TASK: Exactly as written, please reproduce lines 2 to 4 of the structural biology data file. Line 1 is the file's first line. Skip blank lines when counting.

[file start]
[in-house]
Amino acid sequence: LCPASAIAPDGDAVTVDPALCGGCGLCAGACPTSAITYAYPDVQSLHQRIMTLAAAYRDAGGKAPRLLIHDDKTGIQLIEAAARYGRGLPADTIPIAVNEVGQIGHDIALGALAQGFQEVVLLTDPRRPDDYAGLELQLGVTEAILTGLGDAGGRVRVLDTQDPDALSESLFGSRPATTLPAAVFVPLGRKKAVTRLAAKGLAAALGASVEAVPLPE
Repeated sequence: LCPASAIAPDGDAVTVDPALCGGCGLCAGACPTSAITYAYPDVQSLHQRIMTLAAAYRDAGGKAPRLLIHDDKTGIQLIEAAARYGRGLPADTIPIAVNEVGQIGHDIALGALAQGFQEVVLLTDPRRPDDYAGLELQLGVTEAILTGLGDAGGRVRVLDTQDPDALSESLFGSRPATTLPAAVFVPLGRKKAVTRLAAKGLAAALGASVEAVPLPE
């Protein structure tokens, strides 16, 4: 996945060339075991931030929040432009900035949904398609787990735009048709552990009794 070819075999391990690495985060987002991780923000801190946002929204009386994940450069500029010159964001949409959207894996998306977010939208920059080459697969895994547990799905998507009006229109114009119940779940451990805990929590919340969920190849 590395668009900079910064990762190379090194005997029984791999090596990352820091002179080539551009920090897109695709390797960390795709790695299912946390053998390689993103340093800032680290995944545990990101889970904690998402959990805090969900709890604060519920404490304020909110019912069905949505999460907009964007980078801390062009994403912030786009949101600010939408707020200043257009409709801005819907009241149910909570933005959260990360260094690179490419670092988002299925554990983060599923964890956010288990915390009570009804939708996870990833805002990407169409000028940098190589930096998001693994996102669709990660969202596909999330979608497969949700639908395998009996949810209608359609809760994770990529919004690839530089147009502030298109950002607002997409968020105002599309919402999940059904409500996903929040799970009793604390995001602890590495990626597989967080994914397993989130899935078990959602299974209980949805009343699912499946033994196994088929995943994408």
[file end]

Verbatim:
Amino acid sequence: LCPASAIAPDGDAVTVDPALCGGCGLCAGACPTSAITYAYPDVQSLHQRIMTLAAAYRDAGGKAPRLLIHDDKTGIQLIEAAARYGRGLPADTIPIAVNEVGQIGHDIALGALAQGFQEVVLLTDPRRPDDYAGLELQLGVTEAILTGLGDAGGRVRVLDTQDPDALSESLFGSRPATTLPAAVFVPLGRKKAVTRLAAKGLAAALGASVEAVPLPE
Repeated sequence: LCPASAIAPDGDAVTVDPALCGGCGLCAGACPTSAITYAYPDVQSLHQRIMTLAAAYRDAGGKAPRLLIHDDKTGIQLIEAAARYGRGLPADTIPIAVNEVGQIGHDIALGALAQGFQEVVLLTDPRRPDDYAGLELQLGVTEAILTGLGDAGGRVRVLDTQDPDALSESLFGSRPATTLPAAVFVPLGRKKAVTRLAAKGLAAALGASVEAVPLPE
């Protein structure tokens, strides 16, 4: 996945060339075991931030929040432009900035949904398609787990735009048709552990009794 070819075999391990690495985060987002991780923000801190946002929204009386994940450069500029010159964001949409959207894996998306977010939208920059080459697969895994547990799905998507009006229109114009119940779940451990805990929590919340969920190849 590395668009900079910064990762190379090194005997029984791999090596990352820091002179080539551009920090897109695709390797960390795709790695299912946390053998390689993103340093800032680290995944545990990101889970904690998402959990805090969900709890604060519920404490304020909110019912069905949505999460907009964007980078801390062009994403912030786009949101600010939408707020200043257009409709801005819907009241149910909570933005959260990360260094690179490419670092988002299925554990983060599923964890956010288990915390009570009804939708996870990833805002990407169409000028940098190589930096998001693994996102669709990660969202596909999330979608497969949700639908395998009996949810209608359609809760994770990529919004690839530089147009502030298109950002607002997409968020105002599309919402999940059904409500996903929040799970009793604390995001602890590495990626597989967080994914397993989130899935078990959602299974209980949805009343699912499946033994196994088929995943994408």